Share this post


Link to post
Share on other sites
Guest LibraryKrystal

UPDATE:

 

I tested the water absorption theory today and that's DEFINITELY the problem. I took a mug that's never been used/never been in water and banged other things against the handle - it stood fast with zero breakage. I then sat that mug in a bowl of water for a few hours. Just now, I took it and tapped a spoon against the handle, and it fell right off. This'll be useful information for getting this problem fixed and I want to thank you all again for your sleuthing! You've helped me immensely.

Share this post


Link to post
Share on other sites

"If my wares are bisque fired at cone 10, can they then be glaze fired at cone 6 with no problem since they would have reached cone 10 previously?"

 

Good thinking! There are commercial manufacturers that do something similar (and it is common in earthenware to "bisque high/glaze low). In the industry example I have seen they "bisque" somewhere near the maturation temperature of the clay, then they use a vibratory "tumbler" machine to smooth the pots surface, then they heat the pot and spray the glaze on. This allows them a super smooth surface for the glaze to melt onto and give a smoother surface to the fired glaze. So it is possible, BUT!!! they have incredible facilities set up for this system of glaze application that you may not be able to replicate in your studio AND their clay and glaze match in expansion/contraction so they don't have glaze fit problems.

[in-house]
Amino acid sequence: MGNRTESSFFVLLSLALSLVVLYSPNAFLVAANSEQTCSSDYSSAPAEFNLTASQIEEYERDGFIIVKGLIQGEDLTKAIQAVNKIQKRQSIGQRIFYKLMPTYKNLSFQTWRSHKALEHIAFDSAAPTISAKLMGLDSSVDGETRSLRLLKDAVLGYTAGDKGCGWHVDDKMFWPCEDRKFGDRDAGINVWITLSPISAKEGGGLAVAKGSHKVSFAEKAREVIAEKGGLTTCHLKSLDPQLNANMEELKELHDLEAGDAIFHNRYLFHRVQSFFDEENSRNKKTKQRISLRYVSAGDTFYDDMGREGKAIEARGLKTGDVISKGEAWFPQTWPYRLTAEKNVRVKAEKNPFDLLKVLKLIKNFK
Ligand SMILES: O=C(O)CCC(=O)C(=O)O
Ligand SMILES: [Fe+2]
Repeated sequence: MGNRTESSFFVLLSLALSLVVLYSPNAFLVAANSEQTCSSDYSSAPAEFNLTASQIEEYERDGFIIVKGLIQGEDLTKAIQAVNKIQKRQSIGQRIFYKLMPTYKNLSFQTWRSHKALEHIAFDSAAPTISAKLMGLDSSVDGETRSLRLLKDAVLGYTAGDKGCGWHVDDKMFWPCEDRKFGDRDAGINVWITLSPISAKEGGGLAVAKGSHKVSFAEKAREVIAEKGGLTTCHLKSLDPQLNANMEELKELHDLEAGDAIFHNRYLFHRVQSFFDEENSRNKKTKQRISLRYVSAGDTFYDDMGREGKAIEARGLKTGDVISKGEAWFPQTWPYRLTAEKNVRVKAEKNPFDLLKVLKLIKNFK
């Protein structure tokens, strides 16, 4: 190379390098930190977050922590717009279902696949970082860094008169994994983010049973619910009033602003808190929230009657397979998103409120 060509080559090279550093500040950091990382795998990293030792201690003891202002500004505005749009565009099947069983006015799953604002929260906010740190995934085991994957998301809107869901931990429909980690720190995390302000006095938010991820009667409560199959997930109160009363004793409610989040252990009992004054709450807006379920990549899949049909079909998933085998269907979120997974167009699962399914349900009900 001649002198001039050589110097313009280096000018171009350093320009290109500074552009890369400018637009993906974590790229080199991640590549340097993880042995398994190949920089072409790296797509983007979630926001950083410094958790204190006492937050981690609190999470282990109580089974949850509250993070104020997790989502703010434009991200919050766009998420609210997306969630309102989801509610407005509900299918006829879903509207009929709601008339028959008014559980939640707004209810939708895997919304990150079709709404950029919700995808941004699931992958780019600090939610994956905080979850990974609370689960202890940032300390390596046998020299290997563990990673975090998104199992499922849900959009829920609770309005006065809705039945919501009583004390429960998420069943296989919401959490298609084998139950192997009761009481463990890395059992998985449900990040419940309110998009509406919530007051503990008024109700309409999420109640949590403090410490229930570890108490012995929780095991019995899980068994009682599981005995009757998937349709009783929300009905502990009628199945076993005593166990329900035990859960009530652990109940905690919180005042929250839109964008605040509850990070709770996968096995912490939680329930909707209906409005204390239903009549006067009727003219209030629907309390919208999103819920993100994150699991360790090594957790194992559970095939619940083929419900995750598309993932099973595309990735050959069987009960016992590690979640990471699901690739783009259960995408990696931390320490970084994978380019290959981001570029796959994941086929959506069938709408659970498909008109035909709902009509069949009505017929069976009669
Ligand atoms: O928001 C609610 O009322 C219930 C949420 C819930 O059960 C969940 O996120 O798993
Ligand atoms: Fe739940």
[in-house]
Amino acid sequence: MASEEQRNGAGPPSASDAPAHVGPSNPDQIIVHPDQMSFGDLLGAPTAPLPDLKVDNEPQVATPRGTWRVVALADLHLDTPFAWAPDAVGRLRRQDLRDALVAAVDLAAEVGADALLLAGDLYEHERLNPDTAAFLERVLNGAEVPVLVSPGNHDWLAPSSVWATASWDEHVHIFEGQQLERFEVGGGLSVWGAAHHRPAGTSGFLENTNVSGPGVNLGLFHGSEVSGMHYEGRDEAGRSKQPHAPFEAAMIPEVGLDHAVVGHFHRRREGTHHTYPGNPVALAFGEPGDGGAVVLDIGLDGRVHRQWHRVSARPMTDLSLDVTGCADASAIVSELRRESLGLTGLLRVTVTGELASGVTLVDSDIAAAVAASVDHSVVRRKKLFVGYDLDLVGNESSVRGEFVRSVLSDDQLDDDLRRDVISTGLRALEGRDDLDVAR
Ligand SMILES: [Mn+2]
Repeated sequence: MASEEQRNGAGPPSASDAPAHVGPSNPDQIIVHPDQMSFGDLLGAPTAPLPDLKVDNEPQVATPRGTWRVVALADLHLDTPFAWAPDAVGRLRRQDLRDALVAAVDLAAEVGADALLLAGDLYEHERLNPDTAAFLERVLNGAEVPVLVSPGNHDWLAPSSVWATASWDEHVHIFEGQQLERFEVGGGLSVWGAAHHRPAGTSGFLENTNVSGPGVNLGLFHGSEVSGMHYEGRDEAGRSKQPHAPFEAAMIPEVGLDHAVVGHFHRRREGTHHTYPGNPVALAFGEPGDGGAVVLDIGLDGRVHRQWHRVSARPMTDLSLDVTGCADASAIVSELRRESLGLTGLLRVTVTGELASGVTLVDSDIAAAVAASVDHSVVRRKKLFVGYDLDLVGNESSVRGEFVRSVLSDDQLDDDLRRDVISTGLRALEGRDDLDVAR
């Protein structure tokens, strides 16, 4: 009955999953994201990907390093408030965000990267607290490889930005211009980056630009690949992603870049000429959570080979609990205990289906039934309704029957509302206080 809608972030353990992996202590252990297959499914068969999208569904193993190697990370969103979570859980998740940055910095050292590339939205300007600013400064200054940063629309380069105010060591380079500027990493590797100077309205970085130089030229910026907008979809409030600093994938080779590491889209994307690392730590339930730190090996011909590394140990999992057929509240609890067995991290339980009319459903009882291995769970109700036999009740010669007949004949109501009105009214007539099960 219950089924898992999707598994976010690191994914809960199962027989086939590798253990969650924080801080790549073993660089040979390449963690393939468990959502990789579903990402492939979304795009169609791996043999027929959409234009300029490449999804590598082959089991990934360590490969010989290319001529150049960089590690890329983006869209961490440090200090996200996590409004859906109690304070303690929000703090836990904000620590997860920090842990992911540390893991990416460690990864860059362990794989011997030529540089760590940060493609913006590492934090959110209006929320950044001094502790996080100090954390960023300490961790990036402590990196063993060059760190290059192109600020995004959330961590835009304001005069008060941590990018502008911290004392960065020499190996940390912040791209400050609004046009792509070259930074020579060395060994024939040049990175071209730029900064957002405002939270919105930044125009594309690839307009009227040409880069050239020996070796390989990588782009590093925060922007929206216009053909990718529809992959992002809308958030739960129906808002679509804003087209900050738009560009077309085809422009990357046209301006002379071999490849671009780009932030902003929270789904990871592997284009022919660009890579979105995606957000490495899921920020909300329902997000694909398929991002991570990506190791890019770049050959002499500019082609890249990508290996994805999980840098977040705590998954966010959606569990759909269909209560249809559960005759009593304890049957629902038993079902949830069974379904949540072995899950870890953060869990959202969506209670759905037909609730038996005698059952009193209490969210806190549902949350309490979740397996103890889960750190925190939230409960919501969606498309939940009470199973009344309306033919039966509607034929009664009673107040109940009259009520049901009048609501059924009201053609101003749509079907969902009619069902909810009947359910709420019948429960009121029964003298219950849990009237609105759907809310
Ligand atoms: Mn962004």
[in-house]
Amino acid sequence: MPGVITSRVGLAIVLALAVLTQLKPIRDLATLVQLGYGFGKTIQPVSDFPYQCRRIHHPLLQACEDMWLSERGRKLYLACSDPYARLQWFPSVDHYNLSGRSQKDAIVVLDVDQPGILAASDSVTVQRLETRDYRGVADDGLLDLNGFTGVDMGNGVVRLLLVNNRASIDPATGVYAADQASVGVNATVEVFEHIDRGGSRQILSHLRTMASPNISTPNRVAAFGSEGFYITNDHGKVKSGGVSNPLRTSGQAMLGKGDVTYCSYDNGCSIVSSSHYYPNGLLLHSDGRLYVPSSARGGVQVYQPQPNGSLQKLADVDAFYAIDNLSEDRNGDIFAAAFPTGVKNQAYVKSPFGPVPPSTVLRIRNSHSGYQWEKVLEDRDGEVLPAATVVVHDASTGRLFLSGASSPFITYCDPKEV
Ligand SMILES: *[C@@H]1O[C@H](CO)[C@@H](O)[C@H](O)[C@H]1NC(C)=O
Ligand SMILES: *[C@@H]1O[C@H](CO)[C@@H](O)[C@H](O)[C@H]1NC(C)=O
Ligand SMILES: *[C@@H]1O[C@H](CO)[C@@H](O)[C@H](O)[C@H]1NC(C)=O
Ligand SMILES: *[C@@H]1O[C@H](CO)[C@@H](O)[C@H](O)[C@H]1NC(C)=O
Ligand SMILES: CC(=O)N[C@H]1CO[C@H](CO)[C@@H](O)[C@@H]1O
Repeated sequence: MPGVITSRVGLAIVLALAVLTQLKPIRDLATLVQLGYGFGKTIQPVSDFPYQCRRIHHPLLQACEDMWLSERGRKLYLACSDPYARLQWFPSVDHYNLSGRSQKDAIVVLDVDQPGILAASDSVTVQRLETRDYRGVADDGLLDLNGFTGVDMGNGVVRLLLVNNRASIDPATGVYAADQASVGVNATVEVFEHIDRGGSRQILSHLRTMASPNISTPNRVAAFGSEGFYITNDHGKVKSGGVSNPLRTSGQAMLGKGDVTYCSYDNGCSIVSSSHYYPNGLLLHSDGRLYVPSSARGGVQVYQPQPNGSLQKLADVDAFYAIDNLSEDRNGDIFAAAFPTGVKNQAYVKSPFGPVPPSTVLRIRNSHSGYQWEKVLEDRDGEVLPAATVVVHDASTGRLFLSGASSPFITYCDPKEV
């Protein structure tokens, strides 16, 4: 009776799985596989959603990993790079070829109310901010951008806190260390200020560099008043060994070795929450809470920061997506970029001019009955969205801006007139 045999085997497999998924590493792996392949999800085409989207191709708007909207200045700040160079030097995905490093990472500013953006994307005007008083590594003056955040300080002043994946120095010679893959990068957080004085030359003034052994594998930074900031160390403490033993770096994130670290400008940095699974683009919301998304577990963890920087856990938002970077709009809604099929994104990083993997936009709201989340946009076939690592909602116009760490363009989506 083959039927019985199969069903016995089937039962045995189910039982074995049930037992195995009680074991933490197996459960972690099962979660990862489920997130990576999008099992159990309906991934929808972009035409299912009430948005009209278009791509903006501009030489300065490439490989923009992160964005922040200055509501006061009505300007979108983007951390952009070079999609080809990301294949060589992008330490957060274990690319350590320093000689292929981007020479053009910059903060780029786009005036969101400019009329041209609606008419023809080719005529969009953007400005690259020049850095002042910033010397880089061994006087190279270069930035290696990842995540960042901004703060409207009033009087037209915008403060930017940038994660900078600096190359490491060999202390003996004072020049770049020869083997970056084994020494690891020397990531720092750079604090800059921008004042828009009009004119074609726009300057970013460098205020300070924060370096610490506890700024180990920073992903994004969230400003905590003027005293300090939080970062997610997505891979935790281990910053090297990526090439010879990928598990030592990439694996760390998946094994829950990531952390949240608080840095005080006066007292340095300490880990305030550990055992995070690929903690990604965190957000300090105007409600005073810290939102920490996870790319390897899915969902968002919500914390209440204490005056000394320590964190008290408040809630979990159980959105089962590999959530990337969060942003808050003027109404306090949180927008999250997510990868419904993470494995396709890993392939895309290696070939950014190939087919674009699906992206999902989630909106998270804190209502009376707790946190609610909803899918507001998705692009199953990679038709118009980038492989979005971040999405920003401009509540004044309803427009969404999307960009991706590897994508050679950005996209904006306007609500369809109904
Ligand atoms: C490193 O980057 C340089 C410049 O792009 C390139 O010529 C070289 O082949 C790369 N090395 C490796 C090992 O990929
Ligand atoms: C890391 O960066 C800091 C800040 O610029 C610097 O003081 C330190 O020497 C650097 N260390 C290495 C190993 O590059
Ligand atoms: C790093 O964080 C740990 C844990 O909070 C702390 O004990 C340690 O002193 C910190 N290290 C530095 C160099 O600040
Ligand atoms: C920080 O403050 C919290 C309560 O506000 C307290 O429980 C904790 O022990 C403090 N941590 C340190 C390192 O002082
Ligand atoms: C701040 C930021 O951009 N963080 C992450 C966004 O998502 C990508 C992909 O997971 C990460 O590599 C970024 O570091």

Bisqueing your clay to its proper maturing temperature will make it as strong as it can be without glaze. It will certainly be much stronger than it is when it is underfired. BUT that may not solve the glaze fit problem. The clay will have a different coefficient of expansion when fired at different temps. For example, @ cone 6 we know it does not fit your glaze. You will have to test a sample fired to cone 10, then glazed, to see if it fits your glaze (if you can get the glaze to stick to the pot, see below).

 

In general, glazes stick to pots because the pot absorbs water out of the glaze slurry. If you bisque to full maturation of the clay it will have near zero absorption so you will have to find some other way to stick the glaze to the pot. You could try heating the pot and spraying as described above if the studio is set up for that. Beyond that suggestion I have no personal experience. You might be able to create a glaze that is more like a paint in that it has a glue replacing part of the water as part of its recipe but I have never done that. Maybe others have?

 

I still think that the easiest ceramic/technical solution is using the proper clay. That won't resolve the people issues in dealing with your studio operators though so good luck with that.

Either way, think about all the great discussion your post has given birth to. That is why I love forums. "We" are always smarter and always know more than "I".

And "we" are always more fun to talk to than "I" as well :-)

Share this post


Link to post
Share on other sites

I would certainly be tracking my time and expense on this and would insist that the studio offer me free kiln/studio time to rectify the mistake and replace the work.

 

I hope you find someone reasonable in the studio who will listen to your concerns.

 

best of luck

 

teardrop

 

 

Share this post


Link to post
Share on other sites

Join the conversation

You can post now and register later. If you have an account, sign in now to post with your account.

Guest
Reply to this topic...

×   Pasted as rich text.   Paste as plain text instead

  Only 75 emoji are allowed.

×   Your link has been automatically embedded.   Display as a link instead

×   Your previous content has been restored.   Clear editor

×   You cannot paste images directly. Upload or insert images from URL.

Sign in to follow this  

×
×
  • Create New...

Important Information

By using this site, you agree to our Terms of Use.